Venezuelan opposition leader Juan Guaido on Saturday called on citizens nationwide to travel to the capital Caracas for a protest against socialist President Nicolas Maduro, as the country's worst blackout in decades dragged on for a third day.
Addressing supporters in southwestern Caracas, Guaido - the leader of the opposition-run congress who invoked the constitution to assume an interim presidency in January - said Maduro's government "has no way to solve the electricity crisis that they themselves created."
"All of Venezuela, to Caracas!" Guaido yelled while standing atop a bridge, without saying when the planned protest would be held. "The days ahead will be difficult, thanks to the regime."
Activists had scuffled with police and troops ahead of the rally, meant to pressure Maduro amid the blackout, which the governing Socialist Party called an act of U.S.-sponsored sabotage but opposition critics derided as the result of two decades of mismanagement and corruption.
Dozens of demonstrators attempted to walk along an avenue in Caracas but were moved onto the sidewalk by police in riot gear, leading them to shout at the officers and push on their riot shields. One woman was sprayed with pepper spray, according to a local broadcaster.
- Move over ayatollahs: Bolton turns tweets and talons on Maduro
- Venezuela gives German ambassador 48 hours to leave the country
The power flickered on and off in parts of Caracas on Saturday morning, including the presidential palace of Miraflores, according to Reuters witnesses. Six of the country's 23 states still lacked power as of Saturday afternoon, Socialist Party Vice President Diosdado Cabello said on state television.
"We're all upset that we've got no power, no phone service, no water and they want to block us," said Rossmary Nascimiento, 45, a nutritionist at the Caracas rally. "I want a normal country."
At a competing march organized by the Socialist Party to protest what it calls U.S. imperialism, Maduro blamed the outages on "electromagnetic and cyber attacks directed from abroad by the empire."
"The right wing, together with the empire, has stabbed the electricity system, and we are trying to cure it soon," he said.
Several hundred people gathered at the rally in central Caracas for a march to denounce the crippling U.S. oil sanctions aimed at cutting off the Maduro government's funding sources.
"We're here, we're mobilized, because we're not going to let the gringos take over," said Elbadina Gomez, 76, who works for an activist group linked to the Socialist Party.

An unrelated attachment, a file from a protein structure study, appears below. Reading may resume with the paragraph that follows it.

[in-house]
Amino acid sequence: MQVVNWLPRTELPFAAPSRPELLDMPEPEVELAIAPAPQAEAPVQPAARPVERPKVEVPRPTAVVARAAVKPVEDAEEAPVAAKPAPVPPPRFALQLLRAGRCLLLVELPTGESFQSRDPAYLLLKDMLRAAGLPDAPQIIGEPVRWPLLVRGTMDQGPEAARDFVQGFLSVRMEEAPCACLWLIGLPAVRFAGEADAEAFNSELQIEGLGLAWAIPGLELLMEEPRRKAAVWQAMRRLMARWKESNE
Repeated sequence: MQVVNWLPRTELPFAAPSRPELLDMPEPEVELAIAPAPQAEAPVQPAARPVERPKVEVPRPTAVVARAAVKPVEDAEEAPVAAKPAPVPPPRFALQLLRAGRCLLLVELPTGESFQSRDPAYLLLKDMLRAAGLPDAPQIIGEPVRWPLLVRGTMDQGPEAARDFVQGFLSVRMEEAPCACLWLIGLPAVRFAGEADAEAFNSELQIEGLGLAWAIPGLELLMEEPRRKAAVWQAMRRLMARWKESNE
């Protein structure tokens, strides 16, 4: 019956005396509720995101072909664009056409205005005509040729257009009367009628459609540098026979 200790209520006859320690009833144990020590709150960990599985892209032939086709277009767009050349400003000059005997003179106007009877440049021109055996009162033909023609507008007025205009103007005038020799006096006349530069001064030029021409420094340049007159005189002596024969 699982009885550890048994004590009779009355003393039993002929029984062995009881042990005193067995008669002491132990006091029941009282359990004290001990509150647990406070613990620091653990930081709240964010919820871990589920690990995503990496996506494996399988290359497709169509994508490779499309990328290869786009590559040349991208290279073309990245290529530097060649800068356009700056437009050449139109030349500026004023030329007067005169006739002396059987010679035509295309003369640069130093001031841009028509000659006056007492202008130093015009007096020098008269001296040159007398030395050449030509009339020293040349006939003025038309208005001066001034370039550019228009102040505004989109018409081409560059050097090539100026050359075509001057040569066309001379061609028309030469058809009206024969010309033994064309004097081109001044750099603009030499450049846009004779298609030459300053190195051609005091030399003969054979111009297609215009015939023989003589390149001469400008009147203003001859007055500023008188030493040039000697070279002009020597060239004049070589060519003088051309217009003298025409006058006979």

Julio Castro, a doctor and member of a nongovernmental organization called Doctors For Health, tweeted that a total of 17 people had died during the blackout, including nine deaths in emergency rooms.
Reuters was unable to independently confirm the deaths or whether they could have resulted from the blackout. The Information Ministry did not respond to a request for comment.
Clinics in the sweltering western state of Zulia, which suffers chronic regional blackouts, had scaled back operations after nearly 72 hours without power.
"We're not offering services and we don't have any patients staying here because the generator is not working," said Chiquinquira Caldera, head of administration at the San Lucas clinic in the city of Maracaibo, as she played a game of Chinese checkers with doctors who were waiting for power to return.
Venezuela, already suffering from hyperinflation and shortages of basic goods, has been mired in a major political crisis since Guaido assumed the interim presidency in January, calling Maduro a usurper following the 2018 election, which Maduro won but was widely considered fraudulent.
Maduro says Guaido is a puppet of Washington and dismisses his claim to the presidency as an effort by the administration of U.S. President Donald Trump to control Venezuela's oil wealth.
Former mayor and exiled opposition activist Antonio Ledezma on Saturday called on Guaido to seek United Nations intervention in Venezuela by invoking a principle known as "responsibility to protect."
The U.N. doctrine sometimes referred to as R2P was created to prevent mass killings such as those of Rwanda and Bosnia and places the onus on the international community to protect populations from crimes against humanity and ethnic cleansing.
"President @jguaido, (you should) formally request Humanitarian Intervention, applying the concept of R2P, to stop extermination, genocide and destruction of what's left of our country," Ledezma wrote via Twitter.
At the opposition rally, Guaido said he would not invoke an article of the Venezuelan constitution allowing the congress to authorize foreign military operations within Venezuela "until we have to."
"Article 187 when the time comes," Guaido said. "We need to be in the streets, mobilized. It depends on us, not on anybody else."
Trump has said that a "military option" is on the table with regard to Venezuela, but Latin American neighbors have emphatically opposed a U.S. intervention as a way of addressing the situation.